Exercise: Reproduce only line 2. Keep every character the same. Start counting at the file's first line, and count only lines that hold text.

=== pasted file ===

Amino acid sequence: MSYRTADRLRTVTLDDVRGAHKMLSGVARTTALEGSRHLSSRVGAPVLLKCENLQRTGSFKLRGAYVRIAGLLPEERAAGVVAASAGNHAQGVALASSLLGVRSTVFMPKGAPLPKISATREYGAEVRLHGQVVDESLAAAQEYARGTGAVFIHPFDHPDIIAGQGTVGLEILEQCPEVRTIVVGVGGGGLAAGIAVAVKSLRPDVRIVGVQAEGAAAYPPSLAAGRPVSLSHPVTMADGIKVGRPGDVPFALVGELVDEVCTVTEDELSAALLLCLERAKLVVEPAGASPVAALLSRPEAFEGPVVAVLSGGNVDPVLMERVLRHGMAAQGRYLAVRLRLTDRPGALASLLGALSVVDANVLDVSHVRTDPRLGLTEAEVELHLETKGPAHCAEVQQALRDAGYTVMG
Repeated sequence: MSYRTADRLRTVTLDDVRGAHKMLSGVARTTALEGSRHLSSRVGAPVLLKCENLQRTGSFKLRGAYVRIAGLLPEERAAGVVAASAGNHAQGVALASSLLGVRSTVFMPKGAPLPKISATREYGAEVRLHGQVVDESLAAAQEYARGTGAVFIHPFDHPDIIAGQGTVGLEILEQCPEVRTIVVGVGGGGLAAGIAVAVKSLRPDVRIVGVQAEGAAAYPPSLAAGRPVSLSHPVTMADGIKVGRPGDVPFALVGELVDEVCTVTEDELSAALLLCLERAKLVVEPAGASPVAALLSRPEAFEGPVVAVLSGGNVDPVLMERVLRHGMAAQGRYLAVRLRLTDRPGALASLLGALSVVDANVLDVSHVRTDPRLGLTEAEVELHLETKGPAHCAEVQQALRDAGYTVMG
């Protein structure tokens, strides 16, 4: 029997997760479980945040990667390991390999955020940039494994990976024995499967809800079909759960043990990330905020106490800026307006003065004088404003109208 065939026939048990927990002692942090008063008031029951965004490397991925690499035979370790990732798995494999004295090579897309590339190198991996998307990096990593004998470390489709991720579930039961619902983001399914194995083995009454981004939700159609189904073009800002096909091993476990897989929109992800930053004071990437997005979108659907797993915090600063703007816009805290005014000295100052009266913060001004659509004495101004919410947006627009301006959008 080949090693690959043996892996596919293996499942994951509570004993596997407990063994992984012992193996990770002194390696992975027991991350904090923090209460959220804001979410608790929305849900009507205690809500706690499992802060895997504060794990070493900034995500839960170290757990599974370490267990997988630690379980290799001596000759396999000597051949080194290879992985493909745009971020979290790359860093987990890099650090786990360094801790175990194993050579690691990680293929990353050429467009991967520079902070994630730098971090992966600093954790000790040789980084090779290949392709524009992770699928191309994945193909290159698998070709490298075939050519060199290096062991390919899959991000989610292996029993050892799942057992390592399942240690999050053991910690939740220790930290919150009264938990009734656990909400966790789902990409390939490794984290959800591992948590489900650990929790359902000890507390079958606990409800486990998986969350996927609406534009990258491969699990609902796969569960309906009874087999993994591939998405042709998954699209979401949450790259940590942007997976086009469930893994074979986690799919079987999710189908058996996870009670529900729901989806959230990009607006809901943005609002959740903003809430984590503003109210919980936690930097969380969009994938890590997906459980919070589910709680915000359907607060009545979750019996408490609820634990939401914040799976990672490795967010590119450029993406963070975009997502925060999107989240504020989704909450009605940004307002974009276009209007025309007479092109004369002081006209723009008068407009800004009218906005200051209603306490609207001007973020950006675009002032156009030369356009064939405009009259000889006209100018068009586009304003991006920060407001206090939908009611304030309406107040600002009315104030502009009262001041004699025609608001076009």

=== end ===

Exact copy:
Repeated sequence: MSYRTADRLRTVTLDDVRGAHKMLSGVARTTALEGSRHLSSRVGAPVLLKCENLQRTGSFKLRGAYVRIAGLLPEERAAGVVAASAGNHAQGVALASSLLGVRSTVFMPKGAPLPKISATREYGAEVRLHGQVVDESLAAAQEYARGTGAVFIHPFDHPDIIAGQGTVGLEILEQCPEVRTIVVGVGGGGLAAGIAVAVKSLRPDVRIVGVQAEGAAAYPPSLAAGRPVSLSHPVTMADGIKVGRPGDVPFALVGELVDEVCTVTEDELSAALLLCLERAKLVVEPAGASPVAALLSRPEAFEGPVVAVLSGGNVDPVLMERVLRHGMAAQGRYLAVRLRLTDRPGALASLLGALSVVDANVLDVSHVRTDPRLGLTEAEVELHLETKGPAHCAEVQQALRDAGYTVMG